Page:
Liquidated damages will be upheld unless unreasonable. It is so when it “bears no reasonable relationship to the range of actual damages that the parties could have anticipated would flow from a breach.” Ridgley v. Topa Thrift & Loan Assn., 17 Cal.4th 970, 977 (Cal. App. 1998).
In a recent case, lenders lent $1.8 million to borrowers, who defaulted. The parties settled all contractual and other claims for $2.1 million. The parties also executed a stipulation for entry of judgment which the lender could file ex parte in the event of any failure by the borrower to timely cure any non-payment. However, this stipulation also stated that in the event of default, the borrowers would be liable to pay $2.8 million plus interest to the lender. The California appellate court found that $700,000, which corresponded to six months’ interest on the entire principal loan, bore no reasonable relationship to the range of actual damages the parties could have anticipated from a breach of the settlement agreement and was thus unenforceable.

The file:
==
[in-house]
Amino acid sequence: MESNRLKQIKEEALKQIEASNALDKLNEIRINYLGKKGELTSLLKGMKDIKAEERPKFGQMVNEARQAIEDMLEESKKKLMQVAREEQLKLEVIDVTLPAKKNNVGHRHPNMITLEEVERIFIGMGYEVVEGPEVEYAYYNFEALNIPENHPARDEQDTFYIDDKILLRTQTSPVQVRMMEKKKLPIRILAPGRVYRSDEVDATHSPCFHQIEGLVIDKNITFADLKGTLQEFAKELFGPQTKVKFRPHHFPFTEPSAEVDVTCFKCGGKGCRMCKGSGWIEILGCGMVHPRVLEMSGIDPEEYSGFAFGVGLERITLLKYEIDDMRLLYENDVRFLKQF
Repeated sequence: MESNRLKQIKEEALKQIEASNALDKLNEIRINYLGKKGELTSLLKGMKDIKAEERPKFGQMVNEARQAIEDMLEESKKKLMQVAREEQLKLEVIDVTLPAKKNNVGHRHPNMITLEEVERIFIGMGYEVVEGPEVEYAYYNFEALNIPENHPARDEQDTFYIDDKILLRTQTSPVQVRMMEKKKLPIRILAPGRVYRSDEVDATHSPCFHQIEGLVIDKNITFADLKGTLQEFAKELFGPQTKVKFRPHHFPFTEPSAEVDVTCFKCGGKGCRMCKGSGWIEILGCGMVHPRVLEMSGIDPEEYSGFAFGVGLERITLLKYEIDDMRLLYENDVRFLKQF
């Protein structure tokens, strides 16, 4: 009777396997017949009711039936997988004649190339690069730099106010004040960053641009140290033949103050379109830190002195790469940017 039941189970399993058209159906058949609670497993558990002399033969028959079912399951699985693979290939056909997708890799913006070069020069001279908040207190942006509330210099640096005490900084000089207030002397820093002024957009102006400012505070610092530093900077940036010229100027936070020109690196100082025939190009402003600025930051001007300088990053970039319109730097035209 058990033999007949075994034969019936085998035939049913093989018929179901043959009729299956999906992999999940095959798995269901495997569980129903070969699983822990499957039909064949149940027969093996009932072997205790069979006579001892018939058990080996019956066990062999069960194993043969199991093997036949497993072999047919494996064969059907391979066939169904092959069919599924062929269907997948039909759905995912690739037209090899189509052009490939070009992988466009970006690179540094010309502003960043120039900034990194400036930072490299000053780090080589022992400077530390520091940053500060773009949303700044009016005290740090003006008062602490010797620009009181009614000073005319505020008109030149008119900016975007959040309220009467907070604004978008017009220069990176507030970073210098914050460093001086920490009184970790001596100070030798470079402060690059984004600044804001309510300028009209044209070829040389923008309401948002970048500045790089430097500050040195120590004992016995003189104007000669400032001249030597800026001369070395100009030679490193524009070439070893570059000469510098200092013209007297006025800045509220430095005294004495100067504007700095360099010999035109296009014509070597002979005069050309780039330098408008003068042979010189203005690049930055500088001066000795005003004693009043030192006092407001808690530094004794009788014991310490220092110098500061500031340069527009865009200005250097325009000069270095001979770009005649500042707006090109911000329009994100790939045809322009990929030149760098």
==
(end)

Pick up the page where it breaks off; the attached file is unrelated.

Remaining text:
The case is Red & White Distribution, LLC., et al. v. Osteroid Enterprises, LLC, et al., 2019 WL 3759458.